We often hear about biochemistry, but do you know what it is? Find more about biochemistry in Sub Branches of Biochemistry. First of all, biochemical compounds are essential to life. That’s why we often hear about them. Without those compounds, there will be no plants, no animals and even no human. Biochemical compounds make up living things.
The simple definition of biochemical compounds is that they are carbon-based. Those carbon-based compounds are found in living things. They are involved in various processes such as growth, digestion, respiration, etc. In the Earth, all of the biochemical compounds contain hydrogen and oxygen. They also contain sulfur, nitrogen and phosphorus.
There are 4 list of the categories of essential biochemical compounds. They are carbohydrates, proteins, lipids and nucleic acids.
More about those categories, here is the list of the categories of essential biochemical compounds:
Carbohydrates or saccharides consist of carbon, hydrogen and oxygen atoms. There are two compounds that form carbohydrates, aldehydes and ketones. Aldehydes are double bonded carbon and oxygen atoms with addition of one hydrogen atom. Whereas, ketones are double bonded carbon and oxygen atoms with two additional carbon atoms.
Carbohydrates are also known as carbs, sugars or starches. They are found in wide array of foods such as bread, beans, potatoes, cookies, soft drink, milk, spaghetti, etc. Carbohydrates are major food source which provide body with the glucose. The glucose is then converted to energy used to do physical activities and support body functions. More about uses of essential biochemicals in Applications of Biochemistry.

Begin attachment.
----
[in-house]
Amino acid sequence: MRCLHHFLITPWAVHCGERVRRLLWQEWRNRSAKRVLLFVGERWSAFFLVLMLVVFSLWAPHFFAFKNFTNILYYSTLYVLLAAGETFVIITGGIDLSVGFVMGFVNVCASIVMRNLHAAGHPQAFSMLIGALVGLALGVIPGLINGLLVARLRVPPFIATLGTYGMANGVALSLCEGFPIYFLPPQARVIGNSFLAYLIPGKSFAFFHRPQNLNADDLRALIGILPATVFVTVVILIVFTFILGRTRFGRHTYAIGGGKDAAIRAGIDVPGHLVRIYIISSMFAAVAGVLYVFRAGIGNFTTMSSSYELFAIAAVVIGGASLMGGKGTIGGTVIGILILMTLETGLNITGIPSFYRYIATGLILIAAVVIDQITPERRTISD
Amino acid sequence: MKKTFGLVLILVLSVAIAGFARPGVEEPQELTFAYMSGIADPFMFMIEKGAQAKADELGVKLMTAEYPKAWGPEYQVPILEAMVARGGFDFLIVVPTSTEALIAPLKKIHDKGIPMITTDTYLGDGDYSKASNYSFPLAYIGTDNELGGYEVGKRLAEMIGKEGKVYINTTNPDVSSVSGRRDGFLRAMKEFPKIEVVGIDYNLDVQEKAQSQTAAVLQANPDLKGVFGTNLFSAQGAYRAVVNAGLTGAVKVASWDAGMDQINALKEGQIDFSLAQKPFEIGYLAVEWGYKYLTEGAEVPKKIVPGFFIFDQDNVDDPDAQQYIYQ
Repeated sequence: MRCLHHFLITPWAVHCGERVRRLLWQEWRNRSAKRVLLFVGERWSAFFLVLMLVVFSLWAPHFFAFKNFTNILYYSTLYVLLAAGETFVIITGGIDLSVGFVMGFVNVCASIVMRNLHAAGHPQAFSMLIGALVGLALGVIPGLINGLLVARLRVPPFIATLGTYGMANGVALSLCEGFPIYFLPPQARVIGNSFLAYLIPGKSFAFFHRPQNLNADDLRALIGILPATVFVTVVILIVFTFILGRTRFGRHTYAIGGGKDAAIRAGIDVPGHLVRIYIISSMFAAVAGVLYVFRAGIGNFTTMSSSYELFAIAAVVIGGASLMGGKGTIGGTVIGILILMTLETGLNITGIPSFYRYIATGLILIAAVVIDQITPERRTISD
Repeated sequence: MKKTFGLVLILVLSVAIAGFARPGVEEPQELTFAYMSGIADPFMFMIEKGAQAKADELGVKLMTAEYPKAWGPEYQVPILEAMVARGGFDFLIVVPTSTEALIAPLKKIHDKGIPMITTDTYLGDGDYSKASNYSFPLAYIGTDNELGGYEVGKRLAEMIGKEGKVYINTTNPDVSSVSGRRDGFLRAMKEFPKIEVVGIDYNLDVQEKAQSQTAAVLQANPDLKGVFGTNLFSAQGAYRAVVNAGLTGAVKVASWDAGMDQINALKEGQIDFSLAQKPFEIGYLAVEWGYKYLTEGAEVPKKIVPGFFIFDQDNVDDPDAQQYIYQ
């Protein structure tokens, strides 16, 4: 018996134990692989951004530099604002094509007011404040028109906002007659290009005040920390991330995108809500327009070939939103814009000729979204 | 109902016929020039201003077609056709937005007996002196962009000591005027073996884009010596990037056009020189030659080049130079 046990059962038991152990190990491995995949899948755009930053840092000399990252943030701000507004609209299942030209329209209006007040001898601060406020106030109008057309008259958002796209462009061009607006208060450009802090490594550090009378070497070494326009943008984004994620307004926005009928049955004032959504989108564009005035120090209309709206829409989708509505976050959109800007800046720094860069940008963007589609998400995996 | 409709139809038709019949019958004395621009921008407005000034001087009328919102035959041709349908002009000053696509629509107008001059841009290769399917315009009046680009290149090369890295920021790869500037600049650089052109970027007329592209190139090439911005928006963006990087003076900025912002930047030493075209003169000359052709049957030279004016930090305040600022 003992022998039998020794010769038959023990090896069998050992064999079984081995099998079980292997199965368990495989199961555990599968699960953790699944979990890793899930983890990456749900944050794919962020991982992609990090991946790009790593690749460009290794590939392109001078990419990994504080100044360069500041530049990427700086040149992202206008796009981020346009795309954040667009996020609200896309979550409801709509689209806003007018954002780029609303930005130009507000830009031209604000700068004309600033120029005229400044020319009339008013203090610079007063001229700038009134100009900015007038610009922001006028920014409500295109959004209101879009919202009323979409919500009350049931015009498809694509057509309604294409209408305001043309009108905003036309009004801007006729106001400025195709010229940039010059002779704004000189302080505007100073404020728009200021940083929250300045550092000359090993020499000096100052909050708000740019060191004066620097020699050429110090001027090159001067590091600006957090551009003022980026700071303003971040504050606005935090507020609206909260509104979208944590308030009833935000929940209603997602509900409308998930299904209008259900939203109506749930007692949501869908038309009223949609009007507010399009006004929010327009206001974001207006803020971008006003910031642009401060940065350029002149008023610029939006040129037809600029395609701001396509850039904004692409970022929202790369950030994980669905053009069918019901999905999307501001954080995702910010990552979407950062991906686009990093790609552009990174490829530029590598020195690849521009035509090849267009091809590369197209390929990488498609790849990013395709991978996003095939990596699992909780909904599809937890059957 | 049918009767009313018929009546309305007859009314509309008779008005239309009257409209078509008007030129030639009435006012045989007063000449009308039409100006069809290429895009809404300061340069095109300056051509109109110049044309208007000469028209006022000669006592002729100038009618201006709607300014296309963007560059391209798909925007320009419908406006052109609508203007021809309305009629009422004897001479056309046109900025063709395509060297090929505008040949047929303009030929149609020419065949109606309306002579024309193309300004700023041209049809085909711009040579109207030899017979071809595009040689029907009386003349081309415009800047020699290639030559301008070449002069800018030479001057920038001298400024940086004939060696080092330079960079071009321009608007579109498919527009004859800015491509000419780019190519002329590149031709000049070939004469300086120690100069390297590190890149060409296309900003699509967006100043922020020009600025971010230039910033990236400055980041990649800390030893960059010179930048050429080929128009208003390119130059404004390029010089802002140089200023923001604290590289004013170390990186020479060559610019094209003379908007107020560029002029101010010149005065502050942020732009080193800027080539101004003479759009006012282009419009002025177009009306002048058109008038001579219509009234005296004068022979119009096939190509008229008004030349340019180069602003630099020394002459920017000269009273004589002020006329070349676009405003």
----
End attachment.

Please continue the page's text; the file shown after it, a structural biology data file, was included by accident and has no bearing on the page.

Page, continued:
There are 3 types of carbohydrates, which are monosaccharides, disaccharides and polysaccharides. Monosaccharides are the smallest possible sugar unit. The examples of monosaccharides are glucose, galactose and fructose. Instead of a unit sugar, disaccharides contain two monosaccharide molecules bonded together such as lactose, maltose and sucrose.
The last one, polysaccharides are a chain of two or more monosaccharides. They may contain hundreds or even thousands of monosaccharides. Glycogen, starches and cellulose are some forms of polysaccharides.
Sometime, people tend to divide carbs into two types: simple and complex carbohydrates. Simple carbohydrates are sugars. Chemically, they are monosaccharides and disaccharides. This type of carbohydrates provides rapid source of energy so that consumer soon feels hungry again. Simple carbohydrates are found in bread, sugars and candies.
Meanwhile, complex carbohydrates are actually polysaccharides. Those consist of long chains of sugar molecules. Wholegrains and fiber are the examples. They fill you up for longer and are healthier. Other examples include fruits, pulses, vegetables and whole meal pasta. You may want to read Chemicals in Food (Good and Dangerous Ingredients).
Proteins are highly complex substances which exist in all living organisms. They are macronutrients which are essential to build muscle mass. Proteins are found in muscle, skin, hair and other body tissues. Inside human’s body, proteins make up the enzymes which are useful in many chemical reactions within body. They also support hemoglobin carrying oxygen through the blood. The proteins’ sources in food are animal products, nuts and legumes.
You have already known the functions of proteins, where they can be found, but what are they exactly? Chemically, proteins are composed of amino acids. Amino acids are compounds made from carbon, hydrogen, nitrogen, oxygen and sulfur. You can say that these acids are the building blocks of proteins.